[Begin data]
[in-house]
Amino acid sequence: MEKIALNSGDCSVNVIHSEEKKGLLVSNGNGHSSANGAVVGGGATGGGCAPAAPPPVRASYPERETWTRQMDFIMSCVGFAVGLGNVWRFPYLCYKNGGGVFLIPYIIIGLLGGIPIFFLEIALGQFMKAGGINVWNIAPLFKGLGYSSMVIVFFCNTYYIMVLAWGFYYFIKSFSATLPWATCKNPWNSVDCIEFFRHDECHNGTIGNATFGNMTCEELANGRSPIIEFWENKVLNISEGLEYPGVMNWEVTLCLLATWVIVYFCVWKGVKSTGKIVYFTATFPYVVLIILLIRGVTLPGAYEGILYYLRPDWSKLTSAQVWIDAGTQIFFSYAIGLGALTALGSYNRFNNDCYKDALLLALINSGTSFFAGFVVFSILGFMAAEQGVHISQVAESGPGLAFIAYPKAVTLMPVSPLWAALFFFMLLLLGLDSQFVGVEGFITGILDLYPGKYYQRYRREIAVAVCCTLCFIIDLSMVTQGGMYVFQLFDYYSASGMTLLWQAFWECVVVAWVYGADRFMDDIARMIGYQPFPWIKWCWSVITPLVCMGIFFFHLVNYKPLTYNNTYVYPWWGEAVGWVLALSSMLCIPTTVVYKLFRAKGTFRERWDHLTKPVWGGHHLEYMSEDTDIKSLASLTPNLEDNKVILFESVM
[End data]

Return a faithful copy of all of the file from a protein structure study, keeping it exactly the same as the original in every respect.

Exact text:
[in-house]
Amino acid sequence: MEKIALNSGDCSVNVIHSEEKKGLLVSNGNGHSSANGAVVGGGATGGGCAPAAPPPVRASYPERETWTRQMDFIMSCVGFAVGLGNVWRFPYLCYKNGGGVFLIPYIIIGLLGGIPIFFLEIALGQFMKAGGINVWNIAPLFKGLGYSSMVIVFFCNTYYIMVLAWGFYYFIKSFSATLPWATCKNPWNSVDCIEFFRHDECHNGTIGNATFGNMTCEELANGRSPIIEFWENKVLNISEGLEYPGVMNWEVTLCLLATWVIVYFCVWKGVKSTGKIVYFTATFPYVVLIILLIRGVTLPGAYEGILYYLRPDWSKLTSAQVWIDAGTQIFFSYAIGLGALTALGSYNRFNNDCYKDALLLALINSGTSFFAGFVVFSILGFMAAEQGVHISQVAESGPGLAFIAYPKAVTLMPVSPLWAALFFFMLLLLGLDSQFVGVEGFITGILDLYPGKYYQRYRREIAVAVCCTLCFIIDLSMVTQGGMYVFQLFDYYSASGMTLLWQAFWECVVVAWVYGADRFMDDIARMIGYQPFPWIKWCWSVITPLVCMGIFFFHLVNYKPLTYNNTYVYPWWGEAVGWVLALSSMLCIPTTVVYKLFRAKGTFRERWDHLTKPVWGGHHLEYMSEDTDIKSLASLTPNLEDNKVILFESVM